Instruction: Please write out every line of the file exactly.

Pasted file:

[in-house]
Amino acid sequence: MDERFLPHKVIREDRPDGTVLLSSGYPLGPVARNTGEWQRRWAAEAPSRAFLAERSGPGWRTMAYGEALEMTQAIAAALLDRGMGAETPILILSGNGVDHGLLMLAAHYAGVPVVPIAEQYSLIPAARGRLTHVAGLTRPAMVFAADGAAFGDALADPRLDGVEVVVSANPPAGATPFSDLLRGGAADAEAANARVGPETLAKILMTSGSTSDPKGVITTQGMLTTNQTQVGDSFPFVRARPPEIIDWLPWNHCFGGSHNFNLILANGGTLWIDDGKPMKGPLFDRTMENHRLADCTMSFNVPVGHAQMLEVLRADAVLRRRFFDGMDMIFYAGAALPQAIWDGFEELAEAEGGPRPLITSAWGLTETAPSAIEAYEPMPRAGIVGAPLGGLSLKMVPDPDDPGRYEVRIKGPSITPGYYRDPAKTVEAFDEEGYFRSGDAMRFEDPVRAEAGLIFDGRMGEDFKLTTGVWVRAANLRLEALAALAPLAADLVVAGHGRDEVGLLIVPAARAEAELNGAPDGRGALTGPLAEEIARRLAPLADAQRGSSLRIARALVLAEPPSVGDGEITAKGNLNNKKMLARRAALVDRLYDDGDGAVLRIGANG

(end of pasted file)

[in-house]
Amino acid sequence: MDERFLPHKVIREDRPDGTVLLSSGYPLGPVARNTGEWQRRWAAEAPSRAFLAERSGPGWRTMAYGEALEMTQAIAAALLDRGMGAETPILILSGNGVDHGLLMLAAHYAGVPVVPIAEQYSLIPAARGRLTHVAGLTRPAMVFAADGAAFGDALADPRLDGVEVVVSANPPAGATPFSDLLRGGAADAEAANARVGPETLAKILMTSGSTSDPKGVITTQGMLTTNQTQVGDSFPFVRARPPEIIDWLPWNHCFGGSHNFNLILANGGTLWIDDGKPMKGPLFDRTMENHRLADCTMSFNVPVGHAQMLEVLRADAVLRRRFFDGMDMIFYAGAALPQAIWDGFEELAEAEGGPRPLITSAWGLTETAPSAIEAYEPMPRAGIVGAPLGGLSLKMVPDPDDPGRYEVRIKGPSITPGYYRDPAKTVEAFDEEGYFRSGDAMRFEDPVRAEAGLIFDGRMGEDFKLTTGVWVRAANLRLEALAALAPLAADLVVAGHGRDEVGLLIVPAARAEAELNGAPDGRGALTGPLAEEIARRLAPLADAQRGSSLRIARALVLAEPPSVGDGEITAKGNLNNKKMLARRAALVDRLYDDGDGAVLRIGANG